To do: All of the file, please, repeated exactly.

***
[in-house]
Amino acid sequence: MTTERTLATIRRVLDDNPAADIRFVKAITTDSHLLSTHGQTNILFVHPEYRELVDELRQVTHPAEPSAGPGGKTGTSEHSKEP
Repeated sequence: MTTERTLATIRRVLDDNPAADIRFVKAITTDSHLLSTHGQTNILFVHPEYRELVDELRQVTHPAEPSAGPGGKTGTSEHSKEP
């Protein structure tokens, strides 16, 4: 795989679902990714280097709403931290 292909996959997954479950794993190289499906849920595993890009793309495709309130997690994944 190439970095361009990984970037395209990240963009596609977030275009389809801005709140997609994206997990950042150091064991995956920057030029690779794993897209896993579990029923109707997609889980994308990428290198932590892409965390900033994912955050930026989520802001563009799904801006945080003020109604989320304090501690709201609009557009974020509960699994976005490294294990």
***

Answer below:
[in-house]
Amino acid sequence: MTTERTLATIRRVLDDNPAADIRFVKAITTDSHLLSTHGQTNILFVHPEYRELVDELRQVTHPAEPSAGPGGKTGTSEHSKEP
Repeated sequence: MTTERTLATIRRVLDDNPAADIRFVKAITTDSHLLSTHGQTNILFVHPEYRELVDELRQVTHPAEPSAGPGGKTGTSEHSKEP
């Protein structure tokens, strides 16, 4: 795989679902990714280097709403931290 292909996959997954479950794993190289499906849920595993890009793309495709309130997690994944 190439970095361009990984970037395209990240963009596609977030275009389809801005709140997609994206997990950042150091064991995956920057030029690779794993897209896993579990029923109707997609889980994308990428290198932590892409965390900033994912955050930026989520802001563009799904801006945080003020109604989320304090501690709201609009557009974020509960699994976005490294294990």